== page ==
Purple Power: Centralia lavender farm finds its niche

Purple Power: Centralia lavender farm finds its niche
"They're all beautiful," said Katie Lockwood of Centralia's Battlefield Lavender of the different varieties. [Nathan Lilley]
Dave Faries

In a region where farms count hundreds of acres of corn and soybeans, Katie and Jason Lockwood’s plot outside of Centralia is noticeably different.

They own just three acres of tillable soil, for one.

But after just a few years of effort, they can claim success. They erected a new barn this spring and found a growing demand for their crop.

Lavender. That’s right, lavender.

“It’s pretty finicky,” Katie Lockwood admitted. “There’s some trick to it — It wants sunny spots, well drained soil.”

Lockwood did her research and found that out of more than 450 documented varieties, 14 would survive — even thrive — the sometimes severe whims of north central Missouri weather. After testing different plants on a portion of the land, they planted a full crop last spring.

The result is impressive. Battlefield Lavender (the farm is close to Centralia’s Civil War battlefield) turned the crop into a line of scented soaps, sachets, aromatherapy items, decorative bundles, sugar, salt, jellies and more.

Lockwood added that lavender ice cream crossed her mind. “But I need to partner with someone,” she said with a laugh. “I don’t have a cow.”

She points out that success of the unique farm is the result of advice and help from friends and neighbors who brought decades of field experience to their attention, as well as borrowed implements. A retired farmer across the way has been happy to ride his tractor over.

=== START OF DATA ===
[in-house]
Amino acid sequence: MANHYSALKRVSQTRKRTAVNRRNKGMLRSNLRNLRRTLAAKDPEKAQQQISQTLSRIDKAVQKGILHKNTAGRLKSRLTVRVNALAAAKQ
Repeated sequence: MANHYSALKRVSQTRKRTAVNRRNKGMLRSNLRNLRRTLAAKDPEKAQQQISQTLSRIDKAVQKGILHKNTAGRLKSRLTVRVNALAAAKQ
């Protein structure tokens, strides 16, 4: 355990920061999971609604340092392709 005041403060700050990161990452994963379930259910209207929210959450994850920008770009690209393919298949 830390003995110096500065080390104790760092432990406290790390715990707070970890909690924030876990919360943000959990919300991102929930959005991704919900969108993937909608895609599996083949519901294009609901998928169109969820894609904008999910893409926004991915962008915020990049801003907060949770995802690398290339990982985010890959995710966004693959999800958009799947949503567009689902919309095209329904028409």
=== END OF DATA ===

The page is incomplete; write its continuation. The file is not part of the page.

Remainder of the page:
“From the beginning I had faith that people would see the wonder in this,” Lockwood said.

But she also knew that success would not come without persistence. The couple had lived in Columbia — both work at the University of Missouri — and decided to introduce their products at the farmer’s market there.

They gained such a following that when they put up the barn, which is used to dry the flowers, they added a store. People had already been dropping by, some to purchase items, others simply to wander through rows and rows of aromatic plants.

“It’s just so fascinating,” Lockwood explained. “It’s hard not to love it once you get into it.”

The family moved to the Centralia area from Columbia in 2011. Katie Lockwood had always grown fruits and vegetables, so they planted blackberry bushes and continued to till hobby crops.

Centralia suits them nicely.

“My heart was in small towns,” she explained. “That was my sense of comfort and home.”

Battlefield Lavender is still new. Lockwood may expand on the product line. But for now she just plans to keep getting the word out... and bask in the scent wafting from the fields.


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